Compared to previous Ubisoft releases, the roster of characters in Avatar: Frontiers of Pandora seems unique and good. But, of course, it could be better. NPCs representing other Na’vi and human rebel fighters feel drab and lifeless. Instead of just providing me with quests, they might have used a little more feeling of purpose. The same situation applies to RDA villains and grunts. The main antagonists, John Mercer and Angela Harding, have opposing personalities. While John Mercer is cunning and unlikable, Angela Harding is a stoic character whose performance sometimes feels robotic. While it matches their demeanor, the other grunts are lifeless. They stand about like cannon fodder, reciting scripted phrases over the fields.
Ubisoft struck a home run with the main and supporting cast of characters, but they dropped the ball for everyone else. If similar affection and care were extended to the other NPCs, the world of Frontiers of Pandora may have felt considerably more appealing and realistic. Currently, it is significantly off target. But not by a lot. And although Ubisoft’s story is good, the gameplay is mediocre.
Gameplay: Explore & Mesmerise Yourself
The gameplay in Frontiers of Pandora is similar to those of past Ubisoft games, particularly Far Cry. However, it is aimed much more towards exploration. Ubisoft’s recent releases have heavily encouraged player handholding. As a result, the screen and UI are filled with visual help. In the case of Avatar: Frontiers of Pandora, the developer used a simple in-game HUD. At the outset, the game asks whether you want quest help or want to tackle things on your own.
Even if you choose the guided questing option, the UI components and assistance are minimal, and the screen isn’t cluttered with many prompts. When you choose little assistance, the game transforms into a puzzle game, giving you overall instructions but requiring you to figure out the precise location of your task or object. This makes exploration a fundamental gameplay component in Avatar: Frontiers of Pandora. As someone who appreciates simplicity, I enjoy this.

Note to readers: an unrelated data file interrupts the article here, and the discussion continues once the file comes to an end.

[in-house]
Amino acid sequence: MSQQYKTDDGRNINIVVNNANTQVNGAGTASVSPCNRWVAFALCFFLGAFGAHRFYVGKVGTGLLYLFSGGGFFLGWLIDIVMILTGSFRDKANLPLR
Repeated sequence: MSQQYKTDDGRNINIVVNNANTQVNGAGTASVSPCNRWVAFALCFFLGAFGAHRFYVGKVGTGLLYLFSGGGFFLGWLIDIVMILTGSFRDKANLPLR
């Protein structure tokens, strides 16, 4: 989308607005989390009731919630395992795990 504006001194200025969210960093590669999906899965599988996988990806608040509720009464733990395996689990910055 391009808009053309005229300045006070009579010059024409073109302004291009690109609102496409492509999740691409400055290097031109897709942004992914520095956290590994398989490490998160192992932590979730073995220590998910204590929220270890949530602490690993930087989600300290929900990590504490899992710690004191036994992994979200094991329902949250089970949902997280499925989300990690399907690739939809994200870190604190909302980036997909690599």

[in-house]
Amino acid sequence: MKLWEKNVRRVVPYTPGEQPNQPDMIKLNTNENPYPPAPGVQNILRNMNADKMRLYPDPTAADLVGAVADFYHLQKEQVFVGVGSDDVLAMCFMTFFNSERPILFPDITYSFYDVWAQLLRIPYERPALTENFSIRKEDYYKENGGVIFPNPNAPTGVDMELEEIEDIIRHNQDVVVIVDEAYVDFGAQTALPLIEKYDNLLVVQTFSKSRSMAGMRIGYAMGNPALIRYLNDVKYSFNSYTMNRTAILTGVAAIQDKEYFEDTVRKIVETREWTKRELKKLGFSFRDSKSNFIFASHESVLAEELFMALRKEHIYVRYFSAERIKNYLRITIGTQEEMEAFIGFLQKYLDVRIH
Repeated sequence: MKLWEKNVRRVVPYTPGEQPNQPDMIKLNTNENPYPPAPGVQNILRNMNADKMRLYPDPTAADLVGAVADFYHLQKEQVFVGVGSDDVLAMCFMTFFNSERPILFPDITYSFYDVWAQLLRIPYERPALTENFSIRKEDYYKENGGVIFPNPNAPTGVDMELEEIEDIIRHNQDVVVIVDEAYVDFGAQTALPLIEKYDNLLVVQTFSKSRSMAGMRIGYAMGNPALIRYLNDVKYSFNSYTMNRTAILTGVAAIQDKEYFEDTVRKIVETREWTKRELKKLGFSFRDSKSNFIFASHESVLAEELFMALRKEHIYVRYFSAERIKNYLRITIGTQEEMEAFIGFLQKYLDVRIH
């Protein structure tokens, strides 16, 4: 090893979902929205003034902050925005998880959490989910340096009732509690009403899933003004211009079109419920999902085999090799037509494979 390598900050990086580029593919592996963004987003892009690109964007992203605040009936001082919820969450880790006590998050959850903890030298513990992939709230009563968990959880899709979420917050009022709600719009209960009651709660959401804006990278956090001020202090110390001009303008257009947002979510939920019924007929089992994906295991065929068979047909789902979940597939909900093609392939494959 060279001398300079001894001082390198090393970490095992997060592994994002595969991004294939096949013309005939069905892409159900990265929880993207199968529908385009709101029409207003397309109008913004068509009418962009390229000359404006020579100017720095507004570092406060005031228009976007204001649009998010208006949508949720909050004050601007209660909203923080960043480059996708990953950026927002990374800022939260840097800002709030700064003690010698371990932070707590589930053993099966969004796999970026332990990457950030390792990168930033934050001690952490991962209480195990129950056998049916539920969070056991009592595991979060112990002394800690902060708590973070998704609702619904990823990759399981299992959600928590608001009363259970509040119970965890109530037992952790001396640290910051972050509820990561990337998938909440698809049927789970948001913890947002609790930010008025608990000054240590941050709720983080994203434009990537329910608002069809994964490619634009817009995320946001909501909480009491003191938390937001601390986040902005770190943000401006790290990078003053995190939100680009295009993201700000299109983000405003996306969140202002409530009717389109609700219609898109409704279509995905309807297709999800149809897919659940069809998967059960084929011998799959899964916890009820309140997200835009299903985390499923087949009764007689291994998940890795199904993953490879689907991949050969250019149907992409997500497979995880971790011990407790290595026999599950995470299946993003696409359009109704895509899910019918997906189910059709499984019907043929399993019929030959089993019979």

You explore the Western Frontier map and progressively progress through the three locations. There are many methods to get about, like walking, riding your Ikran, or using the temporary Direhorses. While the Direhorses are nothing extraordinary, our Ikran companion was a pleasure to ride with. Once unlocked, both creatures allow you to traverse more territory in later stages of the game.
Even while hunting and foraging for items, the exploration is reflective. You have a Hunter’s Guide, similar to the Pandorapedia from the 2009 game, which records everything of the flora and wildlife you see on the map. Because the game’s map does not display your flora and animal findings, you must track and pin them to the map. So, in the future, you’ll know just where to go. Once again, this reinforces the overwhelming need for players to explore things independently. Hunting and looking for foodstuffs follow the same pattern since you must do it to complement armor and food.
At its core, Avatar: Frontiers of Pandora is a lite-RPG. This means we have gear that affects the performance of your player character, as well as brief boosts to increase performance. In the case of Frontiers of Pandora, we make food and create new Na’vi attractions. Foods refresh your food meter, which automatically refills your health. Food also provides brief bonuses, such as increased stealth, damage, and elemental damage resistance. You cook them at several locations distributed over Pandora, using supplies gathered via hunting and exploration.